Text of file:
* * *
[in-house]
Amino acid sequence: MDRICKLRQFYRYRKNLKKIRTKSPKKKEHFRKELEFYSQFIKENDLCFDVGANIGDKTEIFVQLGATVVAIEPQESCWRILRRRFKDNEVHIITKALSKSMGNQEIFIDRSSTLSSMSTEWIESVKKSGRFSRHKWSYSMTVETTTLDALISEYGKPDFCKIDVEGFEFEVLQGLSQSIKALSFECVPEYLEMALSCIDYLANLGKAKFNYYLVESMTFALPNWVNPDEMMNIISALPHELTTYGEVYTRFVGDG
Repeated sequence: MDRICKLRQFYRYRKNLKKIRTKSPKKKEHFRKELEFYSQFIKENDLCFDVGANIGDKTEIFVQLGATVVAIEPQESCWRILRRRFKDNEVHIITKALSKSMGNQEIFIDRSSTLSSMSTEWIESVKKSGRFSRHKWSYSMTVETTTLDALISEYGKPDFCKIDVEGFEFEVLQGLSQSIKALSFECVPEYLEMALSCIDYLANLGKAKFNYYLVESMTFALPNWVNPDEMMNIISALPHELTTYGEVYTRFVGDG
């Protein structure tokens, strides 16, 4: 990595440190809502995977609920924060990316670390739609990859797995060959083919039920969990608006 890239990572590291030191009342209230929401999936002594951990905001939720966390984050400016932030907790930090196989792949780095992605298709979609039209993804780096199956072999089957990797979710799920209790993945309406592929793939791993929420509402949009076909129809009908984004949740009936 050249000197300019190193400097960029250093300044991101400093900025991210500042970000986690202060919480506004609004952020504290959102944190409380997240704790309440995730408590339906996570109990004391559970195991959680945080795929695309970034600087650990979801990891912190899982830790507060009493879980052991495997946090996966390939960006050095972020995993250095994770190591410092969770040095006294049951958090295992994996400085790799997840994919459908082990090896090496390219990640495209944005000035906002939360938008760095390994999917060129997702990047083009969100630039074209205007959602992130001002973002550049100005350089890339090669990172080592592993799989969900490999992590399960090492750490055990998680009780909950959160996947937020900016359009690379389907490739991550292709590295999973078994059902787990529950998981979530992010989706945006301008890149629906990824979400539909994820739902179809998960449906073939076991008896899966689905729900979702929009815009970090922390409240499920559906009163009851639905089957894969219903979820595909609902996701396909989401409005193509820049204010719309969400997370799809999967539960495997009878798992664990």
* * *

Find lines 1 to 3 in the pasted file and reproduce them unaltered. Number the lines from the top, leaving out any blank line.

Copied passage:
[in-house]
Amino acid sequence: MDRICKLRQFYRYRKNLKKIRTKSPKKKEHFRKELEFYSQFIKENDLCFDVGANIGDKTEIFVQLGATVVAIEPQESCWRILRRRFKDNEVHIITKALSKSMGNQEIFIDRSSTLSSMSTEWIESVKKSGRFSRHKWSYSMTVETTTLDALISEYGKPDFCKIDVEGFEFEVLQGLSQSIKALSFECVPEYLEMALSCIDYLANLGKAKFNYYLVESMTFALPNWVNPDEMMNIISALPHELTTYGEVYTRFVGDG
Repeated sequence: MDRICKLRQFYRYRKNLKKIRTKSPKKKEHFRKELEFYSQFIKENDLCFDVGANIGDKTEIFVQLGATVVAIEPQESCWRILRRRFKDNEVHIITKALSKSMGNQEIFIDRSSTLSSMSTEWIESVKKSGRFSRHKWSYSMTVETTTLDALISEYGKPDFCKIDVEGFEFEVLQGLSQSIKALSFECVPEYLEMALSCIDYLANLGKAKFNYYLVESMTFALPNWVNPDEMMNIISALPHELTTYGEVYTRFVGDG